Thursday, 24 April 2014
2013 Pouilly-Fumé, Domaine des Mariniers
I was recently sent six samples from producer and négociant Joseph Mellot in Sancerre. Five of the six were closed with a screwcap, while the most expensive – the 2010 La Chatelaine, Sancerre – has a cork. This strikes me as the wrong way round. Why continue to use fallible cork on expensive bottles of wine where wine faults hit your pocket harder than they do with cheap wine?
2013 Menetou-Salon, Les Thureaux, Joseph Mellot
My favourite of the six
Tasting the Joseph Mellot samples confirms that these wines have improved considerably of late. All have been well-made and good examples of their appellations. Leaving aside the older and wood fermented 2010 La Châtelaine, the most successful was the quite weighty 2013 Menetou-Salon Les Thureaux – floral, ripe gooseberry, soft texture with nicely balanced acidity. The 2013 Sancerre La Chatellenie from vines on flinty soils was similar in style but with a little less weight, while the 2012 Coteaux du Giennois La Gaupière was vibrantly citric. In contrast the 2013 Pouilly-Fumé Domaine des Mariniers was correct without being exciting – perhaps with a little more time in bottle? Equally the Destinéa 2013 Sauvignon Blanc IGP was rather bland and two-dimensional but with marked acidity in the finish.
2010 La Grande Châtelaine, Sancerre, Joseph Mellot
The most expensive wine tasted but closed with a cork
Finally the prestige cuvée 2010 La Grande Châtelaine from clay limestone soils and fermented in wood using locally sourced oak from Allogny, a commune just to the north of Bourges. This was certainly the most complex of the wines with attractive weight and texture and a nicely judged touch of oak.
2012 La Gaupière, Coteaux du Giennois, Joseph Mellot
2013 La Chatellenie, Sancerre, Joseph Mellot
2013 Destinéa, Sauvignon Blanc, IGP Val de Loire, Joseph Mellot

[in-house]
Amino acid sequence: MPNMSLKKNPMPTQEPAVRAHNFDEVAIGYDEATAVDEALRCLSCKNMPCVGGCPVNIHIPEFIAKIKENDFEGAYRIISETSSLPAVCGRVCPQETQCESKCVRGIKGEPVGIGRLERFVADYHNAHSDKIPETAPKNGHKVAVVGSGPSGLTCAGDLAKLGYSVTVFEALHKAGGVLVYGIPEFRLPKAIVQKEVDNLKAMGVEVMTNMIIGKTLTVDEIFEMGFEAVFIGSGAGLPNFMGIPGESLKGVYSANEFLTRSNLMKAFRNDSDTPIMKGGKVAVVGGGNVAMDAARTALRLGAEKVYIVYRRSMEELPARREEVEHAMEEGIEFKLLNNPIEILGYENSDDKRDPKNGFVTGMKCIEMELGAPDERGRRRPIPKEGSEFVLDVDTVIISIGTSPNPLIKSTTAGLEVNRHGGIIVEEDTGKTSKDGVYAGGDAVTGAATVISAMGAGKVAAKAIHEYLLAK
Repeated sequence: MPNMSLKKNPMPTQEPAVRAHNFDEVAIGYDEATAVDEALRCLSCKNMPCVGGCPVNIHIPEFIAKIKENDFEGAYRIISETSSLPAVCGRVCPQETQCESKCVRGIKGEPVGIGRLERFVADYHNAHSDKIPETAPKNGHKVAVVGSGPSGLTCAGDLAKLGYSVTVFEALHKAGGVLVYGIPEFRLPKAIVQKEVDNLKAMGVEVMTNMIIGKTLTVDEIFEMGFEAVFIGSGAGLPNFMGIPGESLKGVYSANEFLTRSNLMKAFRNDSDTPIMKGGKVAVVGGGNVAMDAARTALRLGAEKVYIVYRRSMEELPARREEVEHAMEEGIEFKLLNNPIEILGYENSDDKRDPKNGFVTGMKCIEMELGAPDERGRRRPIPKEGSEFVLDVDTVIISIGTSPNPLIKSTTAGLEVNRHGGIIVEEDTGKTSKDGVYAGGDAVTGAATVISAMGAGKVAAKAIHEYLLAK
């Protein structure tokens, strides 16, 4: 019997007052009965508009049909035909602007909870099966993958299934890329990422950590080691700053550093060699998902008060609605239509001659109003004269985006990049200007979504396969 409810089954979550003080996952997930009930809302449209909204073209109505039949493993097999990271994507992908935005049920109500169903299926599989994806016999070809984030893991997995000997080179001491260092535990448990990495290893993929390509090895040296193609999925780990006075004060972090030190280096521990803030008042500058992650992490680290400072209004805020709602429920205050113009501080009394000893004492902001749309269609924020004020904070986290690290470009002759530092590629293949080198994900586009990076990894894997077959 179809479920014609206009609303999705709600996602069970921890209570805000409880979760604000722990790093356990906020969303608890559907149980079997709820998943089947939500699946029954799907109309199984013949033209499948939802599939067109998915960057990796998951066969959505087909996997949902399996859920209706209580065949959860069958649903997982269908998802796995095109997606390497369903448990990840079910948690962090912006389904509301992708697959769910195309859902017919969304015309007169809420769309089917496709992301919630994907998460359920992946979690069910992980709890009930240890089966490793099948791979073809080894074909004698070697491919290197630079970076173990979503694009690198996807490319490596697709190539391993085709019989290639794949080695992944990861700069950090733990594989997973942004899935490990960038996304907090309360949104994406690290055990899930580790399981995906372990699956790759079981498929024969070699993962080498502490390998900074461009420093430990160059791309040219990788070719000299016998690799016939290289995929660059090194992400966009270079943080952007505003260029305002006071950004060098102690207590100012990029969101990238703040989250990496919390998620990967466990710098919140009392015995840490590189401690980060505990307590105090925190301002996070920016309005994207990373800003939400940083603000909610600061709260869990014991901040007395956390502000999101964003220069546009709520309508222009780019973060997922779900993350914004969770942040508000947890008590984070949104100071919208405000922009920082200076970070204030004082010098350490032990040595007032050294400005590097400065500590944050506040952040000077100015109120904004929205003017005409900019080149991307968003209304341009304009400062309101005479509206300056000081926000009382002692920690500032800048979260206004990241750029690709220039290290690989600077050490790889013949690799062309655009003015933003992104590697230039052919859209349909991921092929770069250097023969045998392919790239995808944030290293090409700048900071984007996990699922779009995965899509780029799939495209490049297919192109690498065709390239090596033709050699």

Wednesday, 23 April 2014
Pierre and Bertrand Couly (Chinon): Portes Ouvertes Saturday 3rd and Sunday 4th May 9am-6pm. Where: 1 Rond Point des Closeaux, 37500 Chinon, Centre, France
The winery of Pierre and Bertrand Couly: a brave statement
or decidedly garish depending on your point of view
– either way not easily missed!
Sunday 11th May – Paire family (Denise, Georges et Romain: Domaine des Pothiers (Côte Roannaise) starting at 15.00h
Plus assorted friends:
Domaine Coquelicot (Bergerac): Cécile et Grégoire Rousseau
Domaine Yannick Amirault (Bourgueil and Saint-Nicolas-de-Bourgueil): Benoît Amirault
Mas Del Périé (Cahors): Fabien Jouves
Domaine Luneau-Papin (Muscadet Sèvre-et-Maine): Marie et Pierre Marie Luneau
Domaine des Marnes Blanches (Jura): Gérard Froment
Clos Saint Fiacre (Orléans): Bénédict et Hubert Piel
Domaine François Crochet (Sancerre): Carine et François Crochet
Domaine Saint Nicolas (Fiefs Vendéens): Thierry Michon
Les Arabesques (Roussillon): Saska Van der Horst
Château Canon Saint Michel (Fronsac): Christine et Jean-Yves Millaire
Tuesday, 22 April 2014
2010 La Vigne aux Alouettes, Bourgueil
The first Saturday in April we stopped off mid-afternoon at Patricia and Hervé's Domaine Ménard, where they were having their Portes Ouvertes. The programme had promised a horse drawn ploughing demonstration but with the very real threat of frost due to the very early bud-break this had been cancelled.
I had first tasted Domaine Ménard's wines at the Fête des Vins de Bourgueil at Tours in March and had been impressed, so was keen to go back and try them again. There were nine wines to try – of those still on sale I particularly liked the ripe and textured 2010 La Vigne aux Alouettes but with good balancing acidity. Not flashly but an honest, good drink and not email@example.com€ a bottle. Sadly it is probably all now sold out as Hervé said they were down to their last few cases. The 2013 Alouettes was also attractive with nicely soft tannins for the vintage. The 2012 also had good texture, though with some bitterness in the finish, while the 2011 was more angular and less impressive. The 2011 Grand Clos had good concentration but quite grainy tannins in the finish.
Hervé Menard explained that they had started to convert to organic viticulture in 2006 and had been associated with Christophe Chasle before Chasle sold off his vineyards including seven hectares in Saint-Patrice to Xavier Courant. Finding himself with 2.5 hectares Hervé soon concluded that the only economic way to cultivate his vineyards was to use a horse as a tractor with the necessary equipment just wasn't viable. "I'm the only person in Bourgueil who works with a horse in my vines." he claims.
The Ménard's wines ought to be stocked at the Café de la Promenade as Ludo Ragot is a fan but apparently Hervé hasn't got round to delivering them yet... Hopefully he will have done in the next time I go to the Promenade!